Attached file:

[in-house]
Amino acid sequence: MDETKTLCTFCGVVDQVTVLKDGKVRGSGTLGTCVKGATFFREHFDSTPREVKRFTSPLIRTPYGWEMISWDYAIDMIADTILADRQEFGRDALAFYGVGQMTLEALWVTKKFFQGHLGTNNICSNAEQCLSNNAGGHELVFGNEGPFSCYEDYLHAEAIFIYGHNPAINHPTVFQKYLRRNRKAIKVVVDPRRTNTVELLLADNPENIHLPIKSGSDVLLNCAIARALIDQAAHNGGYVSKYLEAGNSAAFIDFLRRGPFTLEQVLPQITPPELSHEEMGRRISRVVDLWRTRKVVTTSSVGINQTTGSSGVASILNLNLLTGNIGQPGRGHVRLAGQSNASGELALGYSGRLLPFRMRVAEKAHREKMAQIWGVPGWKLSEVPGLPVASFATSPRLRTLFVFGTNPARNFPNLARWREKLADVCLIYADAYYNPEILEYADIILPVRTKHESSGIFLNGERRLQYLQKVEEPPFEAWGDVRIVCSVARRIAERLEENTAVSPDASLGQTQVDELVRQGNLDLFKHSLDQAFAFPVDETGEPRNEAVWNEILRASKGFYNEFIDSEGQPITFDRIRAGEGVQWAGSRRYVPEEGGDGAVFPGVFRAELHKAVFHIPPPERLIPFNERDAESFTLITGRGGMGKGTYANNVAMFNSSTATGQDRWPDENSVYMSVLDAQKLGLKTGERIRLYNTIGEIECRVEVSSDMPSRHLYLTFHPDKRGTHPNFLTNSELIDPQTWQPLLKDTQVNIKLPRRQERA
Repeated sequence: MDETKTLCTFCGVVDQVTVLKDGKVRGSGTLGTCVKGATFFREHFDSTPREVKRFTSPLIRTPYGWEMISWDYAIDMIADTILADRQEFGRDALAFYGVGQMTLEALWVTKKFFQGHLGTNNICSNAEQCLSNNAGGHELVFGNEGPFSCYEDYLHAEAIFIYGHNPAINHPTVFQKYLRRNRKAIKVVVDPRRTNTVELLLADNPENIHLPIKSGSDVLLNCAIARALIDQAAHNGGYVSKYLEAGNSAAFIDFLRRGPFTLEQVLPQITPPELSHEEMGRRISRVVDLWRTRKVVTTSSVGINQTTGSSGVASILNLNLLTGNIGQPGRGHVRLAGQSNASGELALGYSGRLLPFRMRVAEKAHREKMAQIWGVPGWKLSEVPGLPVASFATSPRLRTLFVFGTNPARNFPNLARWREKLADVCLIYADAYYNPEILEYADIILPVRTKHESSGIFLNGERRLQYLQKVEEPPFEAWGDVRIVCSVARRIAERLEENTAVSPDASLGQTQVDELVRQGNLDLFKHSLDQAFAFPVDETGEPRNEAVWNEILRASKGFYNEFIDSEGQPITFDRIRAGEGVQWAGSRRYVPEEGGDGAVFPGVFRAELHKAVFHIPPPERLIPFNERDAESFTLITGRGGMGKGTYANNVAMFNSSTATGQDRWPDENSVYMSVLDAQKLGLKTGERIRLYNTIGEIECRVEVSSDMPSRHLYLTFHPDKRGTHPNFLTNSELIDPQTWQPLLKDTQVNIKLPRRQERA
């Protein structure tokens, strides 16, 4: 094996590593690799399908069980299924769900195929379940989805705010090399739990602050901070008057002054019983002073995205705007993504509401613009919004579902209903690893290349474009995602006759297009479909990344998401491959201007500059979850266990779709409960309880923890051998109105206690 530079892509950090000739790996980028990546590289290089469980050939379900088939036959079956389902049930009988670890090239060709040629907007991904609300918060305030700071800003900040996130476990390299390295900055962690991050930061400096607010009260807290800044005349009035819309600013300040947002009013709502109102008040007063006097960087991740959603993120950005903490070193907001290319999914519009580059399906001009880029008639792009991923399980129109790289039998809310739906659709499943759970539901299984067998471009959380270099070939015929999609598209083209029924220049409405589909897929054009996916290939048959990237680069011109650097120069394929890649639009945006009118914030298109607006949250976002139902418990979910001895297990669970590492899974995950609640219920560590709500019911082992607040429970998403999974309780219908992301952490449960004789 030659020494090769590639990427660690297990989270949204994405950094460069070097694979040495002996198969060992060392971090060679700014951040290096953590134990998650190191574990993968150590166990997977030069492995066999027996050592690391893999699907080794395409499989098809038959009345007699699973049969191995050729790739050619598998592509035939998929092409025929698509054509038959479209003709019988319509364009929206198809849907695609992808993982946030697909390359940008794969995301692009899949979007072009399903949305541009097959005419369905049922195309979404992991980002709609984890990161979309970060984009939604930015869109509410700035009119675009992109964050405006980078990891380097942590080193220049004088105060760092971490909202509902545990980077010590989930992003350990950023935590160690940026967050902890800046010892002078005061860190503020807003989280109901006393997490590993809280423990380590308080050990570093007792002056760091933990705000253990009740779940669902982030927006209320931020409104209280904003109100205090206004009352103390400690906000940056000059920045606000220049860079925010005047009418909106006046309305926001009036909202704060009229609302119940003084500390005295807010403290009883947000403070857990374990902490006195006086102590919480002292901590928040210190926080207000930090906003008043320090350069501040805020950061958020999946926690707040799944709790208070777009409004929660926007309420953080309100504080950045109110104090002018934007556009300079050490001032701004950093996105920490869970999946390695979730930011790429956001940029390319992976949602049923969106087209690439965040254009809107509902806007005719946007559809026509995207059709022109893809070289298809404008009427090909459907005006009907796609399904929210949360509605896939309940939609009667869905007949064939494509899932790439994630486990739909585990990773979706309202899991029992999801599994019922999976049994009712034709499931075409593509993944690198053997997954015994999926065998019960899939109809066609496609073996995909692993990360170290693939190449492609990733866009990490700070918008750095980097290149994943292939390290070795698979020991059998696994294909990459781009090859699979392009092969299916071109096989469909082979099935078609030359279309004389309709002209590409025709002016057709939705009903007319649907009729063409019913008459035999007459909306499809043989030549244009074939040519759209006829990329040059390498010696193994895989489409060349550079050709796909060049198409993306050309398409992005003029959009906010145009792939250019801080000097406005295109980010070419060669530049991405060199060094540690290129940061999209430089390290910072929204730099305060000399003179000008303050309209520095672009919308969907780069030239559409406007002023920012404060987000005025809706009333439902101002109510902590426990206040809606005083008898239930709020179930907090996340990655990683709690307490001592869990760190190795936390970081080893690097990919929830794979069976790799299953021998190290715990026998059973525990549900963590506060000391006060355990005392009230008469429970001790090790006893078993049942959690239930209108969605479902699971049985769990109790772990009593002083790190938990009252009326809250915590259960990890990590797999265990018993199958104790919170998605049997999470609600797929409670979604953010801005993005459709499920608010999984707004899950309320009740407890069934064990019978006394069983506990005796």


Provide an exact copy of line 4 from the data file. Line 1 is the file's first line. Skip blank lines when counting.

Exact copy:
């Protein structure tokens, strides 16, 4: 094996590593690799399908069980299924769900195929379940989805705010090399739990602050901070008057002054019983002073995205705007993504509401613009919004579902209903690893290349474009995602006759297009479909990344998401491959201007500059979850266990779709409960309880923890051998109105206690 530079892509950090000739790996980028990546590289290089469980050939379900088939036959079956389902049930009988670890090239060709040629907007991904609300918060305030700071800003900040996130476990390299390295900055962690991050930061400096607010009260807290800044005349009035819309600013300040947002009013709502109102008040007063006097960087991740959603993120950005903490070193907001290319999914519009580059399906001009880029008639792009991923399980129109790289039998809310739906659709499943759970539901299984067998471009959380270099070939015929999609598209083209029924220049409405589909897929054009996916290939048959990237680069011109650097120069394929890649639009945006009118914030298109607006949250976002139902418990979910001895297990669970590492899974995950609640219920560590709500019911082992607040429970998403999974309780219908992301952490449960004789 030659020494090769590639990427660690297990989270949204994405950094460069070097694979040495002996198969060992060392971090060679700014951040290096953590134990998650190191574990993968150590166990997977030069492995066999027996050592690391893999699907080794395409499989098809038959009345007699699973049969191995050729790739050619598998592509035939998929092409025929698509054509038959479209003709019988319509364009929206198809849907695609992808993982946030697909390359940008794969995301692009899949979007072009399903949305541009097959005419369905049922195309979404992991980002709609984890990161979309970060984009939604930015869109509410700035009119675009992109964050405006980078990891380097942590080193220049004088105060760092971490909202509902545990980077010590989930992003350990950023935590160690940026967050902890800046010892002078005061860190503020807003989280109901006393997490590993809280423990380590308080050990570093007792002056760091933990705000253990009740779940669902982030927006209320931020409104209280904003109100205090206004009352103390400690906000940056000059920045606000220049860079925010005047009418909106006046309305926001009036909202704060009229609302119940003084500390005295807010403290009883947000403070857990374990902490006195006086102590919480002292901590928040210190926080207000930090906003008043320090350069501040805020950061958020999946926690707040799944709790208070777009409004929660926007309420953080309100504080950045109110104090002018934007556009300079050490001032701004950093996105920490869970999946390695979730930011790429956001940029390319992976949602049923969106087209690439965040254009809107509902806007005719946007559809026509995207059709022109893809070289298809404008009427090909459907005006009907796609399904929210949360509605896939309940939609009667869905007949064939494509899932790439994630486990739909585990990773979706309202899991029992999801599994019922999976049994009712034709499931075409593509993944690198053997997954015994999926065998019960899939109809066609496609073996995909692993990360170290693939190449492609990733866009990490700070918008750095980097290149994943292939390290070795698979020991059998696994294909990459781009090859699979392009092969299916071109096989469909082979099935078609030359279309004389309709002209590409025709002016057709939705009903007319649907009729063409019913008459035999007459909306499809043989030549244009074939040519759209006829990329040059390498010696193994895989489409060349550079050709796909060049198409993306050309398409992005003029959009906010145009792939250019801080000097406005295109980010070419060669530049991405060199060094540690290129940061999209430089390290910072929204730099305060000399003179000008303050309209520095672009919308969907780069030239559409406007002023920012404060987000005025809706009333439902101002109510902590426990206040809606005083008898239930709020179930907090996340990655990683709690307490001592869990760190190795936390970081080893690097990919929830794979069976790799299953021998190290715990026998059973525990549900963590506060000391006060355990005392009230008469429970001790090790006893078993049942959690239930209108969605479902699971049985769990109790772990009593002083790190938990009252009326809250915590259960990890990590797999265990018993199958104790919170998605049997999470609600797929409670979604953010801005993005459709499920608010999984707004899950309320009740407890069934064990019978006394069983506990005796």